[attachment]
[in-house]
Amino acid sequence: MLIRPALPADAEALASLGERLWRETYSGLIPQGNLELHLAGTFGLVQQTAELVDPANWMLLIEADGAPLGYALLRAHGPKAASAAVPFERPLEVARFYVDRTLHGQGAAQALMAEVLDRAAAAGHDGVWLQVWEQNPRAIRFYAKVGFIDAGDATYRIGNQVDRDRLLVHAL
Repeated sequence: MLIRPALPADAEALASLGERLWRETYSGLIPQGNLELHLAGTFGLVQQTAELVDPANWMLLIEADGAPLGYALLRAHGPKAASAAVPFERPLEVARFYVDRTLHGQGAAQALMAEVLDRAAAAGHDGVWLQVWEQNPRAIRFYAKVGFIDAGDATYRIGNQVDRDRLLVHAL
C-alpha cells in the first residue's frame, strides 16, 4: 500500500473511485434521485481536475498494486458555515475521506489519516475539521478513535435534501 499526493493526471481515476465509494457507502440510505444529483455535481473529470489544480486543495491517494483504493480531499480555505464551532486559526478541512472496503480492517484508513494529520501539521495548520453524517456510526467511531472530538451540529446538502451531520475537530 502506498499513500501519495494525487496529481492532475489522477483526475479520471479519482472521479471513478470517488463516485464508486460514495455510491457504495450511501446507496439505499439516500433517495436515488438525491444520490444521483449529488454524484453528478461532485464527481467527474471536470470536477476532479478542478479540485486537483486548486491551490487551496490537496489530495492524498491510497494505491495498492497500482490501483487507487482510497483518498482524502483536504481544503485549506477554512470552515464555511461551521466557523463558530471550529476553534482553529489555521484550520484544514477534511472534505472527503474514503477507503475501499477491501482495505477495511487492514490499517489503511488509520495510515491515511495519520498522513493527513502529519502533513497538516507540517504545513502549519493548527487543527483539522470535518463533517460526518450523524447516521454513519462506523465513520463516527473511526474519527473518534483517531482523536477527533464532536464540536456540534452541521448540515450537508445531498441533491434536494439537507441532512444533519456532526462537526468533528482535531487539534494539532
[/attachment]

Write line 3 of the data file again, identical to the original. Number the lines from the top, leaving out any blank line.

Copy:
Repeated sequence: MLIRPALPADAEALASLGERLWRETYSGLIPQGNLELHLAGTFGLVQQTAELVDPANWMLLIEADGAPLGYALLRAHGPKAASAAVPFERPLEVARFYVDRTLHGQGAAQALMAEVLDRAAAAGHDGVWLQVWEQNPRAIRFYAKVGFIDAGDATYRIGNQVDRDRLLVHAL